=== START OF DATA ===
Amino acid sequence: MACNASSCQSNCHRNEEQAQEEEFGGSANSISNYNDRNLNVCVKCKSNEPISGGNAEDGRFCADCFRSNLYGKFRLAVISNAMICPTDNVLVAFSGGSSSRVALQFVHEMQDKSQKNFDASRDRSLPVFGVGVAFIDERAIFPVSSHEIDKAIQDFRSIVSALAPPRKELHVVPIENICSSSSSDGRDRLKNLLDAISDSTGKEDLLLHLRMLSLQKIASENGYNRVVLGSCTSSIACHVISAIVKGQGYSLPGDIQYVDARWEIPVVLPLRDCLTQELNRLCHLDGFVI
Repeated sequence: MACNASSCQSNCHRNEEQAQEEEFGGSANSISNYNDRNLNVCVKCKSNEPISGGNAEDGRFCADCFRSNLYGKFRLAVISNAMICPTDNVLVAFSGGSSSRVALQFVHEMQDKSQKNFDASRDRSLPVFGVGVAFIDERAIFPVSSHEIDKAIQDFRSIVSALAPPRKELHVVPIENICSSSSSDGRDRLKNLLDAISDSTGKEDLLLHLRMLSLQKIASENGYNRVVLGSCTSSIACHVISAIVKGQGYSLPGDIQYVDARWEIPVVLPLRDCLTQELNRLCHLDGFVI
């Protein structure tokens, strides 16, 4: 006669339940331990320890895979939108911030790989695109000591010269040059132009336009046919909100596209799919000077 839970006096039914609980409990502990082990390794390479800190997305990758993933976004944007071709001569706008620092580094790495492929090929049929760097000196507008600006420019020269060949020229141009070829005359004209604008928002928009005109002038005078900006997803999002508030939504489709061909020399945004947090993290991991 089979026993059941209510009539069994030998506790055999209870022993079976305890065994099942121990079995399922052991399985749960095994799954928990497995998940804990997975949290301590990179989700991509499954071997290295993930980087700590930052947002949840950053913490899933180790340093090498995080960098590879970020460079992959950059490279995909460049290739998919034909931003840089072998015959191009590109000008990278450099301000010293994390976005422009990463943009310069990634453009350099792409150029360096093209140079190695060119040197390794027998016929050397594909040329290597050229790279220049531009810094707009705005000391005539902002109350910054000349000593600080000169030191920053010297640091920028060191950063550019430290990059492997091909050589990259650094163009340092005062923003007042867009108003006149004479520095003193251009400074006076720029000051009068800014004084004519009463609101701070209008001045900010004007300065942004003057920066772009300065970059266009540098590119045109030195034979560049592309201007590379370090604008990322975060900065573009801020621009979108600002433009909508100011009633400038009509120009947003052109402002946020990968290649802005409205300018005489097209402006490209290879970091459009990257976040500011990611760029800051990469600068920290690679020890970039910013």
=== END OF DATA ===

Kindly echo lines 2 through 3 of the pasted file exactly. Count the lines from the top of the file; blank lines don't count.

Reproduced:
Repeated sequence: MACNASSCQSNCHRNEEQAQEEEFGGSANSISNYNDRNLNVCVKCKSNEPISGGNAEDGRFCADCFRSNLYGKFRLAVISNAMICPTDNVLVAFSGGSSSRVALQFVHEMQDKSQKNFDASRDRSLPVFGVGVAFIDERAIFPVSSHEIDKAIQDFRSIVSALAPPRKELHVVPIENICSSSSSDGRDRLKNLLDAISDSTGKEDLLLHLRMLSLQKIASENGYNRVVLGSCTSSIACHVISAIVKGQGYSLPGDIQYVDARWEIPVVLPLRDCLTQELNRLCHLDGFVI
């Protein structure tokens, strides 16, 4: 006669339940331990320890895979939108911030790989695109000591010269040059132009336009046919909100596209799919000077 839970006096039914609980409990502990082990390794390479800190997305990758993933976004944007071709001569706008620092580094790495492929090929049929760097000196507008600006420019020269060949020229141009070829005359004209604008928002928009005109002038005078900006997803999002508030939504489709061909020399945004947090993290991991 089979026993059941209510009539069994030998506790055999209870022993079976305890065994099942121990079995399922052991399985749960095994799954928990497995998940804990997975949290301590990179989700991509499954071997290295993930980087700590930052947002949840950053913490899933180790340093090498995080960098590879970020460079992959950059490279995909460049290739998919034909931003840089072998015959191009590109000008990278450099301000010293994390976005422009990463943009310069990634453009350099792409150029360096093209140079190695060119040197390794027998016929050397594909040329290597050229790279220049531009810094707009705005000391005539902002109350910054000349000593600080000169030191920053010297640091920028060191950063550019430290990059492997091909050589990259650094163009340092005062923003007042867009108003006149004479520095003193251009400074006076720029000051009068800014004084004519009463609101701070209008001045900010004007300065942004003057920066772009300065970059266009540098590119045109030195034979560049592309201007590379370090604008990322975060900065573009801020621009979108600002433009909508100011009633400038009509120009947003052109402002946020990968290649802005409205300018005489097209402006490209290879970091459009990257976040500011990611760029800051990469600068920290690679020890970039910013």